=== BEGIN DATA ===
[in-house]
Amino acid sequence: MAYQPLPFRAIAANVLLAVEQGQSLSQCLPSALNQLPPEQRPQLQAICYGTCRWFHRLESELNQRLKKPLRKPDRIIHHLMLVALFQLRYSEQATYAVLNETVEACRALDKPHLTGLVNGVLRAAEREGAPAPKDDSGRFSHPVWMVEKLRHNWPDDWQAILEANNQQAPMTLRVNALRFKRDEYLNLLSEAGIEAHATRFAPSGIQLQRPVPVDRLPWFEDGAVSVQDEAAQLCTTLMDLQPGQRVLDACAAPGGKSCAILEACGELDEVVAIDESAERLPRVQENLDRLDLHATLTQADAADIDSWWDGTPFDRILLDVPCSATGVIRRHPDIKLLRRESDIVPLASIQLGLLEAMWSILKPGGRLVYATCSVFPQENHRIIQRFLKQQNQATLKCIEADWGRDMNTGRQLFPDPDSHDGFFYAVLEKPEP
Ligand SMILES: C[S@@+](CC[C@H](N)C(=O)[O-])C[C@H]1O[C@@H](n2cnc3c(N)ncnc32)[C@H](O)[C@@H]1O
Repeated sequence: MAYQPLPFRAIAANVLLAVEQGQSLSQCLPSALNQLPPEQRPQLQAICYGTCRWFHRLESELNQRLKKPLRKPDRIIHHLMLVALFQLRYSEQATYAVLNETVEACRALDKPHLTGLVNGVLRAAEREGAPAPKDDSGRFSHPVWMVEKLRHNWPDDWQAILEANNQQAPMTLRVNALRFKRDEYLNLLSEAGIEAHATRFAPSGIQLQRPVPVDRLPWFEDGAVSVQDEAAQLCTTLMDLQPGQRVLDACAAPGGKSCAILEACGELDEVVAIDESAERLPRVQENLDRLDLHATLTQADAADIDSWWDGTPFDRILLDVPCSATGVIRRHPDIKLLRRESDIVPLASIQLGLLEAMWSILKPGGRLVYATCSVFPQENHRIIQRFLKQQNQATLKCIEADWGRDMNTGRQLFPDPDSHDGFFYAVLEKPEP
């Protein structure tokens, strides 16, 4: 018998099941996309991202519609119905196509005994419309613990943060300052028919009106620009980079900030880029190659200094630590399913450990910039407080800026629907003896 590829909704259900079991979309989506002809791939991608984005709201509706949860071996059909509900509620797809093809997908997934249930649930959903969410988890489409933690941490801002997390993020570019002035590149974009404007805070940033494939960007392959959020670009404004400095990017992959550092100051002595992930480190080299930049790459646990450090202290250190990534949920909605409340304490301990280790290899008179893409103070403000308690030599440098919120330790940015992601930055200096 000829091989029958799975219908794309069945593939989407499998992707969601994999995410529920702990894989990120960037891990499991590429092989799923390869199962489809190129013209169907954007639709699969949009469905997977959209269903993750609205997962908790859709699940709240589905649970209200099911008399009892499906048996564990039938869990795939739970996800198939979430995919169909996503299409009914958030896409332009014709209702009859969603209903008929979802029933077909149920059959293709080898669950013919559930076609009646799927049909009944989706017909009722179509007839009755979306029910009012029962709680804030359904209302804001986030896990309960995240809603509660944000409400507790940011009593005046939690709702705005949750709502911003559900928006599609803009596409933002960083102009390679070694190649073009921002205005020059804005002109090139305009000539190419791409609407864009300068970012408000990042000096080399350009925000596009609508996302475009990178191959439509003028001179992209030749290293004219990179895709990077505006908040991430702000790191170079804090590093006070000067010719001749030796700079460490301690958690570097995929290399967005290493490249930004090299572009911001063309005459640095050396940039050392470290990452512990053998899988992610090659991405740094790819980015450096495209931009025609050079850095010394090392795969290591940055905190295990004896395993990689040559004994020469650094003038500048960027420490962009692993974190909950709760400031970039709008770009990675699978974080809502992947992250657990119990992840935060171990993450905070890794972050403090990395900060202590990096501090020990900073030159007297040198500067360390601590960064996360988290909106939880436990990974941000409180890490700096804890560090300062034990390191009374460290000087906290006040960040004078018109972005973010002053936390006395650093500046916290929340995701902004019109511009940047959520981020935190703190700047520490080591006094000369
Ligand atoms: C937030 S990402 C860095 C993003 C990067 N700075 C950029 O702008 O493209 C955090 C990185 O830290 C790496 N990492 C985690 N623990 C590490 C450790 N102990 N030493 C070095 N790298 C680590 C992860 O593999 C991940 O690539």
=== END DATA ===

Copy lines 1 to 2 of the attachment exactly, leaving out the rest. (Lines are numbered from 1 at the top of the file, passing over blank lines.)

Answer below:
[in-house]
Amino acid sequence: MAYQPLPFRAIAANVLLAVEQGQSLSQCLPSALNQLPPEQRPQLQAICYGTCRWFHRLESELNQRLKKPLRKPDRIIHHLMLVALFQLRYSEQATYAVLNETVEACRALDKPHLTGLVNGVLRAAEREGAPAPKDDSGRFSHPVWMVEKLRHNWPDDWQAILEANNQQAPMTLRVNALRFKRDEYLNLLSEAGIEAHATRFAPSGIQLQRPVPVDRLPWFEDGAVSVQDEAAQLCTTLMDLQPGQRVLDACAAPGGKSCAILEACGELDEVVAIDESAERLPRVQENLDRLDLHATLTQADAADIDSWWDGTPFDRILLDVPCSATGVIRRHPDIKLLRRESDIVPLASIQLGLLEAMWSILKPGGRLVYATCSVFPQENHRIIQRFLKQQNQATLKCIEADWGRDMNTGRQLFPDPDSHDGFFYAVLEKPEP